Can the housing rally continue?
12 months ago, Australia’s housing market appeared to be spiralling towards a very messy crash. A combination of factors had led to some of the worst falls in housing in decades; tighter credit conditions, negative sentiment from the Royal Commission, and fears about changes that a Labor government would make if it were to gain power. Today, the story couldn’t be more different. Credit conditions have loosened, the Liberals were unexpectedly re-elected, and the Royal Commission is already just a distant memory. The second half of last year saw a staggering turnaround in the market. Double-digit annualised price gains are once again a reality as several rate cuts from the RBA have supercharged the buying demand.
But not everyone is convinced. Due to low wage growth and a sluggish economy, some commentators don’t think the current pace can be maintained. Others think there are further price falls to come.
To get a better understanding of the landscape, I reached out to three experts to get their take on the outlook for the housing market. Responses come from Shane Oliver, AMP Capital; Damien Klassen, Nucleus Wealth; and Jonathan Rochford, Narrow Road Capital.
Spectacular rebound can’t continue
Shane Oliver, AMP Capital
The rebound in home prices since mid-last year has been spectacular. In fact, it’s been so spectacular that some of those who were previously looking for 40% or so falls in prices don’t believe it and think it’s been made up by property spruikers. But there is too much supportive evidence to buy the line it’s been made up! Rising housing finance, rising prices, strong clearance rates and numerous anecdotes of people who have missed out because a property went for $200,000 or so over reserve.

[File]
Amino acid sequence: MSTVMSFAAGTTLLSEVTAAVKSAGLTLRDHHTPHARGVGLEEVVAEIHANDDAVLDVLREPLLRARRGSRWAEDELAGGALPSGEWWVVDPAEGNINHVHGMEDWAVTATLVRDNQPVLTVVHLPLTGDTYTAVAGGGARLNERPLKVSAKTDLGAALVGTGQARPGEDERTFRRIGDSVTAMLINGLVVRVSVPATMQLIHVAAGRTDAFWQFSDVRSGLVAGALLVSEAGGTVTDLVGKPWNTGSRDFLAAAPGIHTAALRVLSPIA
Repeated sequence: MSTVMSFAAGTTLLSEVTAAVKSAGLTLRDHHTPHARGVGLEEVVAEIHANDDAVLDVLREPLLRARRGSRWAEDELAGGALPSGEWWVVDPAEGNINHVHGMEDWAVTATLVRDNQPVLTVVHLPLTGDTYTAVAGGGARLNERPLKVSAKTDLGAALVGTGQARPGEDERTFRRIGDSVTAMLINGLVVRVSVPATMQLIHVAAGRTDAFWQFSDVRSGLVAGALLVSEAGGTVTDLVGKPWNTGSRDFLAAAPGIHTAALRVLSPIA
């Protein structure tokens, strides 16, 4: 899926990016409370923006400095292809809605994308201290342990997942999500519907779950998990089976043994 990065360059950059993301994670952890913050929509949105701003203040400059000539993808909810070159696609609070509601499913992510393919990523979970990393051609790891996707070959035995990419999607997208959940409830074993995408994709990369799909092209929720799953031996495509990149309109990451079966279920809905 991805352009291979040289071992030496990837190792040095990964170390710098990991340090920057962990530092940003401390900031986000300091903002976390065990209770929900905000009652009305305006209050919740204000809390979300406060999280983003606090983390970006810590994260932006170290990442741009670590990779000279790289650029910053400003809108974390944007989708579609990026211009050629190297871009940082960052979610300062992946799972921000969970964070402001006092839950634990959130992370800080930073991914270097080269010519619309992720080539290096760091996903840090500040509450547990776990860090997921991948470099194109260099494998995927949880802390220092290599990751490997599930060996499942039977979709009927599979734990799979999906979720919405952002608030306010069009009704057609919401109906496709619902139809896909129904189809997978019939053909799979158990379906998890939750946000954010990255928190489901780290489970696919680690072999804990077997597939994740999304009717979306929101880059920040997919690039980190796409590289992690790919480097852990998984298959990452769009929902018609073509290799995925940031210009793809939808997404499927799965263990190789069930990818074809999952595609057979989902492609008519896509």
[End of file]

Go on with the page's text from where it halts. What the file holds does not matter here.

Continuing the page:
The main drivers of the rebound appear to have been the removal of uncertainty around negative gearing and the capital gains tax discount thanks to the Federal election outcome, earlier and faster RBA rate cuts and regulatory easing. The impact of these unleashed pent up demand from the 2017-19 period of falling prices that has now largely run its course. Prices are likely to continue to increase this year as rates remain low, underlying demand remains high relative to supply and an element of FOMO (or fear of missing out) continues to impact. But the gains are likely to be much slower than the 19% or so annualised pace seen in Sydney and Melbourne through the second half of last year, particularly as the soft economy makes an impact, as affordability is now rapidly deteriorating again and if housing credit growth starts to pick up APRA is likely to step in again to try and cool the property market down. In any case we are unlikely to see a re-run of the easing in lending standards again that saw a big chunk of loans going to interest-only borrowers like we did through the last property boom. As a result, this upswing in prices is likely to ultimately prove to be a lot milder than what was seen over the 2012-17 period.
Housing lacks a solid foundation
Damien Klassen, Nucleus Wealth